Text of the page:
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Sailor's Return, The (1978)

Courtesy of Fremantlemedia

Main image of Sailor's Return, The (1978)
DirectorJack Gold
Production CompanyAriel Productions
ProducerOtto Plaschkes
ScriptJames Saunders
Original NovelDavid Garnett
CinematographyBrian Tufano

Cast: Tom Bell (William Targett); Shope Shodeinde (Tulip); Clive Swift (Rev Pottock); Ray Smith (Fred Leeke)

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Former sea captain William Targett returns to his native Dorset village. He brings with him his black wife, Tulip, a princess from Dahomey, Africa. Bigotry and ignorance among the villagers leads to tragedy.

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Based on a 1920 novel of the same name by David Garnet, The Sailor's Return (d. Jack Gold, 1978) had a long, tortuous route to production. It was eventually made by Thames TV subsidiary Euston Films and co-financed by the National Film Corporation, making this one of the first genuine joint projects between film and television. The film itself seems to embody this hybrid quality: a small story about the insularity of little England with the broad, visual sweep of a big screen melodrama. One can see how the simplicity and universality of the premise - how a community reacts to a stranger - might have appealed to producer Otto Plaschkes and his backer, veteran television producer Verity Lambert. However, despite the glittering prizes the film received, the story was a little too thin and the ending too bleak to attract a significant paying audience.

The Sailor's Return, set in the early days of the reign of Queen Victoria provides an unusual historical representation of a black person's experience of England. The contrasts are well handled, with young bride Tulip (played by newcomer Shope Shodeinde), struggling under the dual challenges of implacable hostility from the outside and the unravelling of her marriage at home. With the exception of Tom (Mick Ford), the hired help, she doesn't have a single friend or confidante. The narrative represents Tulip as an object throughout, predominantly as a lightning rod for local feeling. Shodeinde is very good in the role and brings a zest and liveliness to the film. Tom Bell is impressive as her husband William Taggart, a brave, honourable man but with an obstinate blindness to the real world troubles around him.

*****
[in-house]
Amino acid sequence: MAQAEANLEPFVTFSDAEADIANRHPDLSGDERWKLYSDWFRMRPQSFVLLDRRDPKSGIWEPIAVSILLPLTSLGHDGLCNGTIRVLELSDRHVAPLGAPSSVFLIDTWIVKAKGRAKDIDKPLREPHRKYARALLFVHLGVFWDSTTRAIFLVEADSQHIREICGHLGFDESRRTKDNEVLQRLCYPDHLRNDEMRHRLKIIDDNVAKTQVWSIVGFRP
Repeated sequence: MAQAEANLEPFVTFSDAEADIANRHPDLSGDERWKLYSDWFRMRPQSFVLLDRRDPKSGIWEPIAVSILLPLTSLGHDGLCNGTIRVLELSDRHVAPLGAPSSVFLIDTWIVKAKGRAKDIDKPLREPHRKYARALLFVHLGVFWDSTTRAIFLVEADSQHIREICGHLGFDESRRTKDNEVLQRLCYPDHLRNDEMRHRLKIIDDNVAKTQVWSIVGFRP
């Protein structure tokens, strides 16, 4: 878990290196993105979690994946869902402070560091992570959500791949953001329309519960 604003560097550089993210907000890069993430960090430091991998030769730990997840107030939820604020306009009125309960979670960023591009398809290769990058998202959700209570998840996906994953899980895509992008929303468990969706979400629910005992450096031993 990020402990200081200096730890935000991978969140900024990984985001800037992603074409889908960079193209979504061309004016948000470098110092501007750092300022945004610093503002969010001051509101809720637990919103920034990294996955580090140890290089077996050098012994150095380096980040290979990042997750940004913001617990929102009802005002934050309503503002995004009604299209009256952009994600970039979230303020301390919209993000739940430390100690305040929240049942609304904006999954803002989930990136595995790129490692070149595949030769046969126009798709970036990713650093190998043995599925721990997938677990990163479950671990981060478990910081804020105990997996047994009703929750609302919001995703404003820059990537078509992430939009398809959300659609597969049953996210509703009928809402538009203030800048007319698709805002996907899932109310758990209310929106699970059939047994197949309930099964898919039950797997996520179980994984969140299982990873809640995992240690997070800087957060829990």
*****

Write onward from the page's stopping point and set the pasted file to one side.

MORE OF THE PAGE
The real star of the film is the English landscape, beautifully rendered by Director of Photography, Brian Tufano. The Sailor's Return was filmed on location at Upper Slaughter in the Cotswolds, which was also the setting for Joseph Andrews (d. Tony Richardson, 1976), a story set in 18th Century England. This particular location provides familiar 'olde England' features of rolling hills and neat stone cottages, picturesque streams and hay fields. However, the relentless charm offensive is offset by an exceptionally acidic story.

Ann Ogidi

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Video Clips
1. African dance (2:22)
2. No-one but you (1:42)
3. It's a business (5:48)
4. Colour of sound (1:41)
Bell, Tom (1932-2006)
Gold, Jack (1930-)
Harris, Julie (1921-)
Lambert, Verity (1935-2007)
Tufano, Brian (1939-)
Euston Films